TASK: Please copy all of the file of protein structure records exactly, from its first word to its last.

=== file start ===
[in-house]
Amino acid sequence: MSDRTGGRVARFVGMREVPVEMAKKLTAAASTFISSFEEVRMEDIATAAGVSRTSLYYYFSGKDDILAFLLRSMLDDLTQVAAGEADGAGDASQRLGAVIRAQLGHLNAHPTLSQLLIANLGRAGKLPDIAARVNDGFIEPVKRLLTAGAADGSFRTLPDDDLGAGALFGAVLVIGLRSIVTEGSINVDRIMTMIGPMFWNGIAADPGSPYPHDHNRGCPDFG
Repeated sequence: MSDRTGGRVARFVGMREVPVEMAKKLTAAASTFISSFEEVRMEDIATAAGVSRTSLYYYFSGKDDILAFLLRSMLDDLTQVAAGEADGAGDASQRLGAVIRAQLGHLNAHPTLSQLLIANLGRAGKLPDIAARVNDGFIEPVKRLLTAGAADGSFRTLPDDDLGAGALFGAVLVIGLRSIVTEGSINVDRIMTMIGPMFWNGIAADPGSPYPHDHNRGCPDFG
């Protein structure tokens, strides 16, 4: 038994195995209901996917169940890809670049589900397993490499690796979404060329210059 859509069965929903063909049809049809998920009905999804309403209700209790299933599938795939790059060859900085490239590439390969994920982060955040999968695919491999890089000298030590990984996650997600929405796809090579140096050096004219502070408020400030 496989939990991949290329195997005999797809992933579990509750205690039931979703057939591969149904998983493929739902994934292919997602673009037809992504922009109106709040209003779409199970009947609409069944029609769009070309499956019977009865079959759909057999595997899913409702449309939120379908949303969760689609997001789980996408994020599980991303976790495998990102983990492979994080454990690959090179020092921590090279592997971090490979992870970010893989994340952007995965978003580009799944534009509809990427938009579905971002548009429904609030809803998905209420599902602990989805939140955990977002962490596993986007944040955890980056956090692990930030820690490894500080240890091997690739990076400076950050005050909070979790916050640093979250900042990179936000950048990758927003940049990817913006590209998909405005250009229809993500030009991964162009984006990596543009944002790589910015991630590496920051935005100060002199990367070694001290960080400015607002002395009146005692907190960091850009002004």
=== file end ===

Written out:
[in-house]
Amino acid sequence: MSDRTGGRVARFVGMREVPVEMAKKLTAAASTFISSFEEVRMEDIATAAGVSRTSLYYYFSGKDDILAFLLRSMLDDLTQVAAGEADGAGDASQRLGAVIRAQLGHLNAHPTLSQLLIANLGRAGKLPDIAARVNDGFIEPVKRLLTAGAADGSFRTLPDDDLGAGALFGAVLVIGLRSIVTEGSINVDRIMTMIGPMFWNGIAADPGSPYPHDHNRGCPDFG
Repeated sequence: MSDRTGGRVARFVGMREVPVEMAKKLTAAASTFISSFEEVRMEDIATAAGVSRTSLYYYFSGKDDILAFLLRSMLDDLTQVAAGEADGAGDASQRLGAVIRAQLGHLNAHPTLSQLLIANLGRAGKLPDIAARVNDGFIEPVKRLLTAGAADGSFRTLPDDDLGAGALFGAVLVIGLRSIVTEGSINVDRIMTMIGPMFWNGIAADPGSPYPHDHNRGCPDFG
């Protein structure tokens, strides 16, 4: 038994195995209901996917169940890809670049589900397993490499690796979404060329210059 859509069965929903063909049809049809998920009905999804309403209700209790299933599938795939790059060859900085490239590439390969994920982060955040999968695919491999890089000298030590990984996650997600929405796809090579140096050096004219502070408020400030 496989939990991949290329195997005999797809992933579990509750205690039931979703057939591969149904998983493929739902994934292919997602673009037809992504922009109106709040209003779409199970009947609409069944029609769009070309499956019977009865079959759909057999595997899913409702449309939120379908949303969760689609997001789980996408994020599980991303976790495998990102983990492979994080454990690959090179020092921590090279592997971090490979992870970010893989994340952007995965978003580009799944534009509809990427938009579905971002548009429904609030809803998905209420599902602990989805939140955990977002962490596993986007944040955890980056956090692990930030820690490894500080240890091997690739990076400076950050005050909070979790916050640093979250900042990179936000950048990758927003940049990817913006590209998909405005250009229809993500030009991964162009984006990596543009944002790589910015991630590496920051935005100060002199990367070694001290960080400015607002002395009146005692907190960091850009002004």